As we now move into one of the busiest times of the year (and the glorious and inevitable end of the academic year), there is still considerable time to draw from and engage with your community.
Engagement looks different for different people. It could mean how connected you are to your classroom experience and your professor. It could stand for how invested you are in the culture and building of Towson University. For some, engagement means prioritizing their co-curricular interests and endeavors on the same level as their academics. For others, it might mean being present at a few large community events or showing up to meetings and listening to what’s brewing on the student organization platform. For many still, engagement means connecting with the world through social media and lending their voice and ‘likes.’ Student engagement and leadership can also become an oft-repeated cliché as some are only looking to participate in things that boost their resume and/or career potential. I mean, is that so wrong after all? Isn’t that why you’re in school? (I’m withholding judgment, and asking you, but as you ponder about why engagement is for you…)
- Shake it off
It can be challenging to add something new or additional to your plate at this point in the semester. It can also be hard to get excited about said new thing because of academic and social obligations you might already have. However, remember that engagement has been proven time and time again to enhance the experience of college students and to positively impact academic success. Don’t overthink involvement as a failed cause because it’s late in the semester. You don’t need to join five new groups. One will do just fine. Shake it off and dive in.
- If you liked it, then you shoulda put a ring on it
You don’t want to regret not meeting more people and learning new ideas when college is over. Time flies when you’re having fun, but lucky for you, college is (at least) four years long. It’s hard to keep up with all the great causes you can sign up to be involved with on and off-campus. But don’t get stuck in the rut of analysis-paralysis. If you’ve had a cause that interests you (and it’s been on your radar for a while), make a commitment to learn more about how you can become involved with it before the end of this school year! Commitment doesn’t have to be a demanding process; start slow with a few areas of interest and determine if you want to increase your level of involvement through leadership opportunities. Thriving tigers make sure to give their interests and subsequent engagement a chance.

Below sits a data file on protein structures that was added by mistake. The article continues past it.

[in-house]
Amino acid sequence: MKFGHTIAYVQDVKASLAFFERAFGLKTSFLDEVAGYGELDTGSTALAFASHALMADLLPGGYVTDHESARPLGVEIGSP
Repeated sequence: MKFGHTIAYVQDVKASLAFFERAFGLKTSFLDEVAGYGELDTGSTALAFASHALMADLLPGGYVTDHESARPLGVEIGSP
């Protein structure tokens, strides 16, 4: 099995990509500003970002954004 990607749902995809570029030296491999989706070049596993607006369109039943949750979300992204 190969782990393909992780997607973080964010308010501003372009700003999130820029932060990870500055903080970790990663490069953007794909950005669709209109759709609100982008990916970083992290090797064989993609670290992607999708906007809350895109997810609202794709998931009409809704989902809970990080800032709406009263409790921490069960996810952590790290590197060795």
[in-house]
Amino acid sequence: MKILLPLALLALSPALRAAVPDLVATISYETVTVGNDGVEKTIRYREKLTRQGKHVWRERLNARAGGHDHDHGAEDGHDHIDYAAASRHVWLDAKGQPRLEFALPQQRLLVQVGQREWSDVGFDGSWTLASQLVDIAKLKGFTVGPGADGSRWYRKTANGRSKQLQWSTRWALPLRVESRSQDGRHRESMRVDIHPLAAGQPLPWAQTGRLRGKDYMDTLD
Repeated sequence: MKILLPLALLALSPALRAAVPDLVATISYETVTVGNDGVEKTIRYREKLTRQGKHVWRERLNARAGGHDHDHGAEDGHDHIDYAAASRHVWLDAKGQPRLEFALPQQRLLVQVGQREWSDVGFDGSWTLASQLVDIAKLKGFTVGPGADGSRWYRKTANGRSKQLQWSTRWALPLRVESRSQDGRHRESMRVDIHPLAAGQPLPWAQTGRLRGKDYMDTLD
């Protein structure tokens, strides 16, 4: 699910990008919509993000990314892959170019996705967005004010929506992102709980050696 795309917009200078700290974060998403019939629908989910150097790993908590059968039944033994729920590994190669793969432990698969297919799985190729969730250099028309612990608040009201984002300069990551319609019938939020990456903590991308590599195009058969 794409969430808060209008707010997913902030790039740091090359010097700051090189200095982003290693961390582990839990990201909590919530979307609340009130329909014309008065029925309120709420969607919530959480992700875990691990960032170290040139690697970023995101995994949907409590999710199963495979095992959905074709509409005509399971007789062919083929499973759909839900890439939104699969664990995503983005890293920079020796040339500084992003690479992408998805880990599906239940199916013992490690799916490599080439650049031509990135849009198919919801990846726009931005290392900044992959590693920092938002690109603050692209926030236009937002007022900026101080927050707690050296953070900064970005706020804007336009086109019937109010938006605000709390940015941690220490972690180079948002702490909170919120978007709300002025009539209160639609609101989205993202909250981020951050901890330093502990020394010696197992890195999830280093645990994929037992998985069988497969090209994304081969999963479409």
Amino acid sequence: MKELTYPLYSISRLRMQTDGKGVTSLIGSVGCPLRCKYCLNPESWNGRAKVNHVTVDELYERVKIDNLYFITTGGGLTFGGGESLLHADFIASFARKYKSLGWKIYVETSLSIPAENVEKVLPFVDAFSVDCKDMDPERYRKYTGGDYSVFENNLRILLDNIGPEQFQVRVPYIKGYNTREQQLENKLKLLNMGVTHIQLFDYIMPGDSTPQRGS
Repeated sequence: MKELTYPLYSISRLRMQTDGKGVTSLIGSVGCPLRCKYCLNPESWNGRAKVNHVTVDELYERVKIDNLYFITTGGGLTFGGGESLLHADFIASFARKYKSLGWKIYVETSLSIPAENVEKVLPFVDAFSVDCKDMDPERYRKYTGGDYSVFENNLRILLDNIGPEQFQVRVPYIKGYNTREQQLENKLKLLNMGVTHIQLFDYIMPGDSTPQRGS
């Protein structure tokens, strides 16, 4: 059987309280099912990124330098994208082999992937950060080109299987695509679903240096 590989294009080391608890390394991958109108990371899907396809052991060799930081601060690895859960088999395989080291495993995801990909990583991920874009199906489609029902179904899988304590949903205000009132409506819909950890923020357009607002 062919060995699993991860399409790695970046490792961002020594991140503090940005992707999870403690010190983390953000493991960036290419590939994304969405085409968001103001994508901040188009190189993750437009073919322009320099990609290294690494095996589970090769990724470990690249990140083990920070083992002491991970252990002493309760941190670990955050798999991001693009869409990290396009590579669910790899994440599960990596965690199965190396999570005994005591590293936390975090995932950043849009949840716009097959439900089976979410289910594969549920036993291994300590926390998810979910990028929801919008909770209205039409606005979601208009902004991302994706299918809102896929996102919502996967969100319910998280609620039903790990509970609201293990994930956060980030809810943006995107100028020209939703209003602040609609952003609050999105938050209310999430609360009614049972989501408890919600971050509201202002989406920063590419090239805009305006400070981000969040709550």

- And we’re still waiting. Waiting on the world to change
So you’ve narrowed down your interest and causes but still can’t find the courage and inspiration to commit? A gentle reminder: causes, big or small, need all kinds of people, skills and energies to excel. We all offer unique insights based on our cultural backgrounds and experiences. You may not think your group participation and contributions will be grand (and subsequently world-changing!), but your engagement and presence not only shifts your experience on campus, it also has a domino effect on the lived experiences of those around you. Carl Jung once said that “the meeting of two personalities is like the contact of two chemical substances: if there is any reaction, both are transformed.” Don’t just wait for the world to change and transform. Go out there and do your part.
- Don’t brag about it, come show me
We all have something we do like a boss. Whether it’s your organizational skills, your social butterfly rep, or your ability to get others interested in a cause, hone into your ‘skill set’ and start exploring where you can put it to good use. Not sure what your skill set entails? Think about things that you do on the reg without any real effort and thought, but people often point out and admire/compliment you on that quality or qualities. That is your natural skill set.
College can be a great place to start exploring the many ways to get involved with your community, whether it’s through community service, retreats and conferences or student organizations. Once you narrow down your interest areas and natural skill sets, connect the two to start determining how best to engage with a group or cause. Happy engaging!
Inspired to learn more about involvement opportunities with multicultural student organizations on campus? Contact the Center for Study Diversity for more information or visit www.towson.edu/diversity/multicultural.
Mahnoor Ahmed, M.S.
Women’s Resources, Center for Student Diversity